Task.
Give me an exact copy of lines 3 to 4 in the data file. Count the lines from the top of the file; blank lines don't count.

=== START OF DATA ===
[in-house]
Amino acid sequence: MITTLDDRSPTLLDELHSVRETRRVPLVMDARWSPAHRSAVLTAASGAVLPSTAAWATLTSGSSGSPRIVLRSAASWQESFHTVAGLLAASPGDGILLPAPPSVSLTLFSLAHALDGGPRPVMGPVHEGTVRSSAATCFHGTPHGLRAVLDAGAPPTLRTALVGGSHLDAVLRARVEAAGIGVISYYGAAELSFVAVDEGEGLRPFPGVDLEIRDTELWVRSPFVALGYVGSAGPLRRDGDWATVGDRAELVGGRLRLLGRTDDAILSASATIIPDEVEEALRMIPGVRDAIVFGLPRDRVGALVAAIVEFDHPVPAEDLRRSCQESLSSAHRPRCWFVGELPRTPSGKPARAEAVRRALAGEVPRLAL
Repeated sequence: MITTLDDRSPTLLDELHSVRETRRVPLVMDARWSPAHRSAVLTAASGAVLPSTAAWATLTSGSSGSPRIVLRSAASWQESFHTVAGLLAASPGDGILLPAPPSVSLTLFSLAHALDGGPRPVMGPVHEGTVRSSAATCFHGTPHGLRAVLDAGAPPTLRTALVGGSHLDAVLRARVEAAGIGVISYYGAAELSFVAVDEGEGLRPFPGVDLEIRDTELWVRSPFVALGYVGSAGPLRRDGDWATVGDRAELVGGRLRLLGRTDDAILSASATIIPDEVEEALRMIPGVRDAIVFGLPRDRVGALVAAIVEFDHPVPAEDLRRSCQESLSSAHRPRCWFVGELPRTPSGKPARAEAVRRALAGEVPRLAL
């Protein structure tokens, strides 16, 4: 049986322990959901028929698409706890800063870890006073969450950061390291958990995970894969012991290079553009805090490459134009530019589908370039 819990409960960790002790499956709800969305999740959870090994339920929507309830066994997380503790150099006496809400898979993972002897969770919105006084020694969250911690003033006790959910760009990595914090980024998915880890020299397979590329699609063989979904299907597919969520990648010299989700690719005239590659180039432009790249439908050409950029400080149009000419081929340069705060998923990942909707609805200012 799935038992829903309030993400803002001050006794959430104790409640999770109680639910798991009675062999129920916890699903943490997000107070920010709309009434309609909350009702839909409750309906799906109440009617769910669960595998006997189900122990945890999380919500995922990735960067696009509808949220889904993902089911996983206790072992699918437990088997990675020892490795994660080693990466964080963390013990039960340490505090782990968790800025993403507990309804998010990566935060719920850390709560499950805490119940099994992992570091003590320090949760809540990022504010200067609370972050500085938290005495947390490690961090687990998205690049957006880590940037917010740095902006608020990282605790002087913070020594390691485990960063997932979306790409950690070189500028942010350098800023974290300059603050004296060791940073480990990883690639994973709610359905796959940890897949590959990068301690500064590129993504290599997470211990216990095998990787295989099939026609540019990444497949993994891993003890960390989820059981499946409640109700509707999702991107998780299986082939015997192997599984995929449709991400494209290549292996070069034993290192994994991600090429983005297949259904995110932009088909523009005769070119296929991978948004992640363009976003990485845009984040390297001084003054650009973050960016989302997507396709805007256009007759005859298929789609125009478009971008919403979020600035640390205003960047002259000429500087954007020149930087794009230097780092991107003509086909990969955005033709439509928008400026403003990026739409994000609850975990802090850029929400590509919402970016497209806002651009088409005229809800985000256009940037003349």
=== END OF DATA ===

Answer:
Repeated sequence: MITTLDDRSPTLLDELHSVRETRRVPLVMDARWSPAHRSAVLTAASGAVLPSTAAWATLTSGSSGSPRIVLRSAASWQESFHTVAGLLAASPGDGILLPAPPSVSLTLFSLAHALDGGPRPVMGPVHEGTVRSSAATCFHGTPHGLRAVLDAGAPPTLRTALVGGSHLDAVLRARVEAAGIGVISYYGAAELSFVAVDEGEGLRPFPGVDLEIRDTELWVRSPFVALGYVGSAGPLRRDGDWATVGDRAELVGGRLRLLGRTDDAILSASATIIPDEVEEALRMIPGVRDAIVFGLPRDRVGALVAAIVEFDHPVPAEDLRRSCQESLSSAHRPRCWFVGELPRTPSGKPARAEAVRRALAGEVPRLAL
């Protein structure tokens, strides 16, 4: 049986322990959901028929698409706890800063870890006073969450950061390291958990995970894969012991290079553009805090490459134009530019589908370039 819990409960960790002790499956709800969305999740959870090994339920929507309830066994997380503790150099006496809400898979993972002897969770919105006084020694969250911690003033006790959910760009990595914090980024998915880890020299397979590329699609063989979904299907597919969520990648010299989700690719005239590659180039432009790249439908050409950029400080149009000419081929340069705060998923990942909707609805200012 799935038992829903309030993400803002001050006794959430104790409640999770109680639910798991009675062999129920916890699903943490997000107070920010709309009434309609909350009702839909409750309906799906109440009617769910669960595998006997189900122990945890999380919500995922990735960067696009509808949220889904993902089911996983206790072992699918437990088997990675020892490795994660080693990466964080963390013990039960340490505090782990968790800025993403507990309804998010990566935060719920850390709560499950805490119940099994992992570091003590320090949760809540990022504010200067609370972050500085938290005495947390490690961090687990998205690049957006880590940037917010740095902006608020990282605790002087913070020594390691485990960063997932979306790409950690070189500028942010350098800023974290300059603050004296060791940073480990990883690639994973709610359905796959940890897949590959990068301690500064590129993504290599997470211990216990095998990787295989099939026609540019990444497949993994891993003890960390989820059981499946409640109700509707999702991107998780299986082939015997192997599984995929449709991400494209290549292996070069034993290192994994991600090429983005297949259904995110932009088909523009005769070119296929991978948004992640363009976003990485845009984040390297001084003054650009973050960016989302997507396709805007256009007759005859298929789609125009478009971008919403979020600035640390205003960047002259000429500087954007020149930087794009230097780092991107003509086909990969955005033709439509928008400026403003990026739409994000609850975990802090850029929400590509919402970016497209806002651009088409005229809800985000256009940037003349």